Vertical Storage for Small Spaces

November 4, 2015

Vertical Storage

Walls are generally the most underutilized feature of the home; however, with today’s downsizing trend, as well as more people moving into apartments and condos rather than opting for larger-footprint homes, the use of walls as additional storage space is in higher demand. Luckily, there are multiple options for using vertical space for in-home storage and organization.

Bookshelves are a go-to in vertical storage, and with the numerous styles and price points, they remain a popular and easy-to-use option for most consumers. One down side to standard bookshelves is that they take up floor space, which in small rooms comes at a premium. One of the newer ways to incorporate bookshelves without losing precious footage is using a product like the Murphy Door (www.themurphydoor.com), a dual-purpose shelving and door combination unit that provides storage as well as creates a hidden entrance into another room. Because it utilizes the existing doorway footprint, space is not sacrificed.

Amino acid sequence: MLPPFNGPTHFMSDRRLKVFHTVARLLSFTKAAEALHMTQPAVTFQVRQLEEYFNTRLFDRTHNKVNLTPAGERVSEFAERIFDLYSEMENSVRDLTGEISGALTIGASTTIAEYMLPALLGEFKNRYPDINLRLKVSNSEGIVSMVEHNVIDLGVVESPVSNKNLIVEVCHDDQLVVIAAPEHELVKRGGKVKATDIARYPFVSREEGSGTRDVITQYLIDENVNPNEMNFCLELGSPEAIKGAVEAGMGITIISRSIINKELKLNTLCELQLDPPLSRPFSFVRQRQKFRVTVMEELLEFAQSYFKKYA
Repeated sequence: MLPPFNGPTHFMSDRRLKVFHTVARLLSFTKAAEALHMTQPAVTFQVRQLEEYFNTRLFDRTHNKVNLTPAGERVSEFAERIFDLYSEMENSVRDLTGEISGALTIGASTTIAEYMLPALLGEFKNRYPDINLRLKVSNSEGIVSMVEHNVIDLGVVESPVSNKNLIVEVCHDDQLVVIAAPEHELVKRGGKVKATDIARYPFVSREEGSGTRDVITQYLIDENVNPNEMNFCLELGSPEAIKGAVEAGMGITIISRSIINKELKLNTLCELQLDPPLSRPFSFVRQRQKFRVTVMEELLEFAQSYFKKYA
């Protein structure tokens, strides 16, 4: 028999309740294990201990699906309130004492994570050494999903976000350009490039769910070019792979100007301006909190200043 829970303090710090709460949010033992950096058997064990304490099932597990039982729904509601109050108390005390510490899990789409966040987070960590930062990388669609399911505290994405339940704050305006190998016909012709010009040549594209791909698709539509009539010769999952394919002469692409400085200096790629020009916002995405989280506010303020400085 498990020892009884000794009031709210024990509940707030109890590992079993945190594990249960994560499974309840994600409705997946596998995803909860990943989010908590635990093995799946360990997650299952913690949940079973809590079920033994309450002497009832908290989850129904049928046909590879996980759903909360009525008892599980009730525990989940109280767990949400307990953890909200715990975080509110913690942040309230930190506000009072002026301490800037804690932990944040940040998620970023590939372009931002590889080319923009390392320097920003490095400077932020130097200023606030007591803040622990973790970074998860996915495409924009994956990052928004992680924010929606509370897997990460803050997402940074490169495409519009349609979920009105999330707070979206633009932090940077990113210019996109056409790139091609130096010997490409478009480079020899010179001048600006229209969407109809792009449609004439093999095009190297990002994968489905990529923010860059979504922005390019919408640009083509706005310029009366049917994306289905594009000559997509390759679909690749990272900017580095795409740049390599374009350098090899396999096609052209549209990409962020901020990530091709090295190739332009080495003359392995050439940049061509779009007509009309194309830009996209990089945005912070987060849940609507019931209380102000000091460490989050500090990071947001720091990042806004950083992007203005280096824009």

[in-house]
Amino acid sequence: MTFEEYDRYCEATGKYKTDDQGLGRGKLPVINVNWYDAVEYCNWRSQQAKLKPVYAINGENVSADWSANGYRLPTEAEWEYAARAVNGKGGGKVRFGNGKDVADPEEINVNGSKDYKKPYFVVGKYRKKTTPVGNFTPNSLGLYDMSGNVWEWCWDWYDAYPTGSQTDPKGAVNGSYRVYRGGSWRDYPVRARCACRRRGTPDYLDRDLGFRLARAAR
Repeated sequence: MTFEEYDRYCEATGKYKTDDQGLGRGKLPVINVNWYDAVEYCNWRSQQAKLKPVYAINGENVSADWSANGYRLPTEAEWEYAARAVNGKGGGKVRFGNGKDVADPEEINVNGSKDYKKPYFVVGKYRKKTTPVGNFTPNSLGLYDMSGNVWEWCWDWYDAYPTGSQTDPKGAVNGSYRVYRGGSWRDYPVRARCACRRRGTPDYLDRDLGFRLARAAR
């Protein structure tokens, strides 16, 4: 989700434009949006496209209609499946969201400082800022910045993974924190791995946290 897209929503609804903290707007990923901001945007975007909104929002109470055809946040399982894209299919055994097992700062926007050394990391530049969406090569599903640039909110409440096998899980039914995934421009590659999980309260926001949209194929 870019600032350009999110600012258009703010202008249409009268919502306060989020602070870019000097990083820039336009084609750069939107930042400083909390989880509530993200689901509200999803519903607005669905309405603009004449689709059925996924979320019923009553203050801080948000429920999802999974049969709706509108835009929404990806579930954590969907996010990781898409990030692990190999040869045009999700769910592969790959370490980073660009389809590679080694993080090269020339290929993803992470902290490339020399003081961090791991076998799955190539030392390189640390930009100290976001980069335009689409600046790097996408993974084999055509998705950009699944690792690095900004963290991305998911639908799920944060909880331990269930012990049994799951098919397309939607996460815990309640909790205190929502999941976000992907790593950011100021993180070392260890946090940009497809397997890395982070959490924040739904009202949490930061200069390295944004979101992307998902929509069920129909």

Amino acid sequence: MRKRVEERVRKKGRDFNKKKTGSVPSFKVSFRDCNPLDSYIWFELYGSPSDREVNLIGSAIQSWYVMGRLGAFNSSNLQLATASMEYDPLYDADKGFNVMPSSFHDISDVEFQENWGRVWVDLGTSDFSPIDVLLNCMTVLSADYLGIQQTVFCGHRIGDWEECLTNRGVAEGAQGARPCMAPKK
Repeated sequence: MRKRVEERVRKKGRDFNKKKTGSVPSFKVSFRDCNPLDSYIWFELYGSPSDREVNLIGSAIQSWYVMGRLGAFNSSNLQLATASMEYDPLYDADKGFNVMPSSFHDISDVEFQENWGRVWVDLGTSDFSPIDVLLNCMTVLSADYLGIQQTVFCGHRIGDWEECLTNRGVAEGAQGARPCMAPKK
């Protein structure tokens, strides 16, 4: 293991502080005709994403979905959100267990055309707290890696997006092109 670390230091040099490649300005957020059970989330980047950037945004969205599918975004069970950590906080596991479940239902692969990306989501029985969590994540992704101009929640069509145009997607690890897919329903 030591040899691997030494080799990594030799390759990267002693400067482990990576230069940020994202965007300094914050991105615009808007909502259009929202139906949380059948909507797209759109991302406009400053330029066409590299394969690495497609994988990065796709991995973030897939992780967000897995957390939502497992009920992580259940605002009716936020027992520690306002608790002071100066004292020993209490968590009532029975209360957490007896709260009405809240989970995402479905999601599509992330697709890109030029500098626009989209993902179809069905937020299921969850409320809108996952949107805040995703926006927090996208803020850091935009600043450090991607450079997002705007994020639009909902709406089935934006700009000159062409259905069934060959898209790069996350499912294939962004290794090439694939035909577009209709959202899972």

Shelving has always been a mainstay of the vertical storage category. Whether the basic bracket and board style, or a floating shelf system, there are options to fit every consumer need. Some consumers might even shop other categories, such as plumbing supplies, to create a DIY shelf system like many of the industrial-inspired looks found on popular decorating sites.

Beyond bookshelves, there is a variety of vertical storage options. Pegboard has moved out of the workshop and into the home, allowing for versatile organizing, and removable and reusable hooks, like those from 3M’s Command Series (www.command.com), provide hanging options without the commitment or damage that comes with nails or screws. There are even wall- and ceiling-mounted pulley systems that allow vertical storage of larger items, such as bicycles.

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